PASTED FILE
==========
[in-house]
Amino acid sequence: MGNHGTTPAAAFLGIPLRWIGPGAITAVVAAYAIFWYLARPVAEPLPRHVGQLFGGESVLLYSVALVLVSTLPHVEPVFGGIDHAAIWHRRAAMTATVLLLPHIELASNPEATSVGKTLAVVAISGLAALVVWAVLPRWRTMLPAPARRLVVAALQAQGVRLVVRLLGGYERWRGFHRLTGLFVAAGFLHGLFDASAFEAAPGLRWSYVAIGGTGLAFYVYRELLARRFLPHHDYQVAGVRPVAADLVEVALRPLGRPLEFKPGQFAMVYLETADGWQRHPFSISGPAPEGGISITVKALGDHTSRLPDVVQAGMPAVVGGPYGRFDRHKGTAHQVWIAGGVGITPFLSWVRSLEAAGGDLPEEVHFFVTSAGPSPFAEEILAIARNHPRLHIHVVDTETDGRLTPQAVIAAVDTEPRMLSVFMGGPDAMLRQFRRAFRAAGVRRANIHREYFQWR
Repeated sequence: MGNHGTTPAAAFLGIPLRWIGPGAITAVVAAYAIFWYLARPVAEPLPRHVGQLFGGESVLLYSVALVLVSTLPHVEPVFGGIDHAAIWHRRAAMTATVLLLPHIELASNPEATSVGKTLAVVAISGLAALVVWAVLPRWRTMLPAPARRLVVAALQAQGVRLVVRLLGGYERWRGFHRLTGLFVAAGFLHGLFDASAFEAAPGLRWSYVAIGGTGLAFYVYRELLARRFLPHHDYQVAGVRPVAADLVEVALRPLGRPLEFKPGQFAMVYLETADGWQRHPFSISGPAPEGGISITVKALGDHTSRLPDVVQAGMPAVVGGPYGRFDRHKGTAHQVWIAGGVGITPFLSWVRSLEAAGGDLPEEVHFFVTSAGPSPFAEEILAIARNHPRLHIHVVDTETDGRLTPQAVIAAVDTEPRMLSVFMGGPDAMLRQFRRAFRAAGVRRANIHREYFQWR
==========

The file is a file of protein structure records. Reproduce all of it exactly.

[in-house]
Amino acid sequence: MGNHGTTPAAAFLGIPLRWIGPGAITAVVAAYAIFWYLARPVAEPLPRHVGQLFGGESVLLYSVALVLVSTLPHVEPVFGGIDHAAIWHRRAAMTATVLLLPHIELASNPEATSVGKTLAVVAISGLAALVVWAVLPRWRTMLPAPARRLVVAALQAQGVRLVVRLLGGYERWRGFHRLTGLFVAAGFLHGLFDASAFEAAPGLRWSYVAIGGTGLAFYVYRELLARRFLPHHDYQVAGVRPVAADLVEVALRPLGRPLEFKPGQFAMVYLETADGWQRHPFSISGPAPEGGISITVKALGDHTSRLPDVVQAGMPAVVGGPYGRFDRHKGTAHQVWIAGGVGITPFLSWVRSLEAAGGDLPEEVHFFVTSAGPSPFAEEILAIARNHPRLHIHVVDTETDGRLTPQAVIAAVDTEPRMLSVFMGGPDAMLRQFRRAFRAAGVRRANIHREYFQWR
Repeated sequence: MGNHGTTPAAAFLGIPLRWIGPGAITAVVAAYAIFWYLARPVAEPLPRHVGQLFGGESVLLYSVALVLVSTLPHVEPVFGGIDHAAIWHRRAAMTATVLLLPHIELASNPEATSVGKTLAVVAISGLAALVVWAVLPRWRTMLPAPARRLVVAALQAQGVRLVVRLLGGYERWRGFHRLTGLFVAAGFLHGLFDASAFEAAPGLRWSYVAIGGTGLAFYVYRELLARRFLPHHDYQVAGVRPVAADLVEVALRPLGRPLEFKPGQFAMVYLETADGWQRHPFSISGPAPEGGISITVKALGDHTSRLPDVVQAGMPAVVGGPYGRFDRHKGTAHQVWIAGGVGITPFLSWVRSLEAAGGDLPEEVHFFVTSAGPSPFAEEILAIARNHPRLHIHVVDTETDGRLTPQAVIAAVDTEPRMLSVFMGGPDAMLRQFRRAFRAAGVRRANIHREYFQWR